Category Archives: Performances


Bridges is a work I wrote in 2011 after Tropical Storm Irene devastated Vermont. I chose the title of this work for string ensemble not just for its literal meaning of spans across bodies of water, many of which had been destroyed by Irene and were rebuilt, but also as a symbol of people working together for the common good. This performance from August 11, 2012 is by Burlington Ensemble.

We Must Always Have a Song

We Must Always Have a Song was written in the fall of 2001 as a response to the September 11 attacks. The title is taken from a wonderful David Budbill poem, What Issa Heard:

What Issa Heard

Two hundred years ago Issa heard the morning birds

singing sutras to this suffering world.

I heard them too, this morning, which must mean,

since we will always have a suffering world,

we must also always have a song.

David Budbill, ” What Issa Heard” from Moment to Moment: Poems of a Mountain Recluse. Copyright © 1999 by David Budbill. Used with the permission of Copper Canyon Press, P. O. Box 271, Port Townsend, WA 98368-0271, USA. All rights reserved worldwide.

My own interpretation of the poem and my inspiration for the music was that during our darkest times art is of the utmost importance. It gives us comfort, insight, and ways to move toward the light.

The performance is by the Vermont Contemporary Music Ensemble, Steven Klimowski, artistic director. Here is a link:

The Falling of Trees

The Falling of Trees was written in 2007. It was a collaboration between my younger brother Lars and me, created in honor of our older brother Karl, who died from brain cancer in 1998. (Tragically, the same awful disease claimed Lars 20 years later.) Lars wrote the four poems and I wrote the music, including the prelude that preceded the four songs. Here are the texts:


by Lars Nielsen

I. Mines

Stare at me, brother,

Give me your poor refugee thoughts,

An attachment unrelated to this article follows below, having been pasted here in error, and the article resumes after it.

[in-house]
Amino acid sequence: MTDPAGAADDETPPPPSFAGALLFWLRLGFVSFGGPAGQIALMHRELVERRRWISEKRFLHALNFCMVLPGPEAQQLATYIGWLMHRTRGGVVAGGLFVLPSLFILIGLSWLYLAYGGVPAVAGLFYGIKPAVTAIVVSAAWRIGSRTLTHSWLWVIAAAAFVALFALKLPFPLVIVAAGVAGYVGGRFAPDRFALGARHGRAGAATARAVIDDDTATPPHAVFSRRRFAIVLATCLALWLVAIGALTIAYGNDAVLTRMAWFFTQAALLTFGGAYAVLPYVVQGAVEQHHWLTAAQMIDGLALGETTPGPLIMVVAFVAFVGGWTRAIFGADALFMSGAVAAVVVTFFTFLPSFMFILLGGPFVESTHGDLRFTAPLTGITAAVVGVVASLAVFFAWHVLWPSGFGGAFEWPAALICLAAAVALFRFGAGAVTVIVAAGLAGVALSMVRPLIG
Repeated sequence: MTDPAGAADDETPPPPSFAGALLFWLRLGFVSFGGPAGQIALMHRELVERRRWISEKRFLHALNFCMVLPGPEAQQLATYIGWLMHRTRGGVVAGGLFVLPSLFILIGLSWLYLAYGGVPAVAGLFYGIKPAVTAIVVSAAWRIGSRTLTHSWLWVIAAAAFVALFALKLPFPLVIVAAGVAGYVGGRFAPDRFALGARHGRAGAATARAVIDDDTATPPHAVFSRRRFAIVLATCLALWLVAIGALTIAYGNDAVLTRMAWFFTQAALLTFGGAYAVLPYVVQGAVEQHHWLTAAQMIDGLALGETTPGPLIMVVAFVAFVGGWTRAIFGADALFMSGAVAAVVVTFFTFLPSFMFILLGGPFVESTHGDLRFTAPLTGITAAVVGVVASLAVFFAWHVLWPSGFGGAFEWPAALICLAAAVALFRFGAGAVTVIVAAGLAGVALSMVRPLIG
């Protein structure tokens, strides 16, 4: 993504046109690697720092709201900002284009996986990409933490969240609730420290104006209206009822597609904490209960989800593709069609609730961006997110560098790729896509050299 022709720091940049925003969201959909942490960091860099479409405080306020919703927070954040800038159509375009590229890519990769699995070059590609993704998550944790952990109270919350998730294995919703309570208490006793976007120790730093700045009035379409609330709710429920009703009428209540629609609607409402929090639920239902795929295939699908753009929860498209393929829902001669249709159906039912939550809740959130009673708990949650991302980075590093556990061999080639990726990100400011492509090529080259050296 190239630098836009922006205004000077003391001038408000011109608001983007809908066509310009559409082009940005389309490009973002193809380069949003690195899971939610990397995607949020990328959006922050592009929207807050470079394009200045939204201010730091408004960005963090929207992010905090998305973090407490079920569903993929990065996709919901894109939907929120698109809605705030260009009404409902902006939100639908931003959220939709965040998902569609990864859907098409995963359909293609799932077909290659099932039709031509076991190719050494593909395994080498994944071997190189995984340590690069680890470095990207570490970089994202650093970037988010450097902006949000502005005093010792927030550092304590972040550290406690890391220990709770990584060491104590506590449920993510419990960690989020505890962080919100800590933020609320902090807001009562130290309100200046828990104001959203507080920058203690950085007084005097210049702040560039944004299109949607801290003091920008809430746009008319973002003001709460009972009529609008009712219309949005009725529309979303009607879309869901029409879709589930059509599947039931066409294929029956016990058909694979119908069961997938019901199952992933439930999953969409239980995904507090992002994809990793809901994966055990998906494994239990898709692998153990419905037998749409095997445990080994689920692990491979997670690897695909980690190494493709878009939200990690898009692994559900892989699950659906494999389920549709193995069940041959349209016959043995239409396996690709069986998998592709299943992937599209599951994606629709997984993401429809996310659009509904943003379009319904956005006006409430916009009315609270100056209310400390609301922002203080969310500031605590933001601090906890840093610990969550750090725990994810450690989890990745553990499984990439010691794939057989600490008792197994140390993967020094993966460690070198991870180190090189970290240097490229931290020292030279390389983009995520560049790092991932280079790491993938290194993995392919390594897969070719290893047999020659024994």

Repeat them, and yet forget.

Repeat them, and yet forget.

Your mind frightens,

But your thoughts are not weapons.

We will not bury them.

We will not ban them.

Stare at me, brother.

Others will not travel your jagged crags and sudden drops.

I am not afraid.

Stare at me, brother.

Others avoid you, but I embrace the twists and turns of your trail.

I rejoice in the eddies of your waters,

as we sink into the deep pools of your mind.

Stare at me, brother.

Wander with me through shared memory,

Insist on the peace beyond.

I am not afraid.

II. Hockey

Wheelchair-bound, only your lips grin; only your mind moves.

But once you roamed free.

Long ago, you were the ice’s happy warrior, relentlessly graceful.

Your stick and skates pointed the way toward the joys of the cold.

I remember the ice.

Stretched tight over the swamp,

a fevered glow above the ground’s sunken cheeks.

The clack-clack of our curved sticks echoed over the sun-glared corridor.

Divorced from the ground,

our skates paid alimony with their single spare blades.

Like stir-fry boys on our frozen skillet,

Our smoke-still breath rose to the sky.

III. The Appointment

My car slithered up your ice-covered hill.

Half-dressed, half-remembering, you meet me at the door.

Brother, we’re already late.

You tell the doctor that drawing blood hurts.

The pain burns like a beacon in your brain-fog:

Something lives there,

something hard,

something that grows.

A black-flagged pirate ship’s boarded and captured you,

hijacking memory even of needle-induced pain.

I drive you away,

chattering to keep you warm, but my heart glazes over.

I have made you a stranger, a remnant, now a husk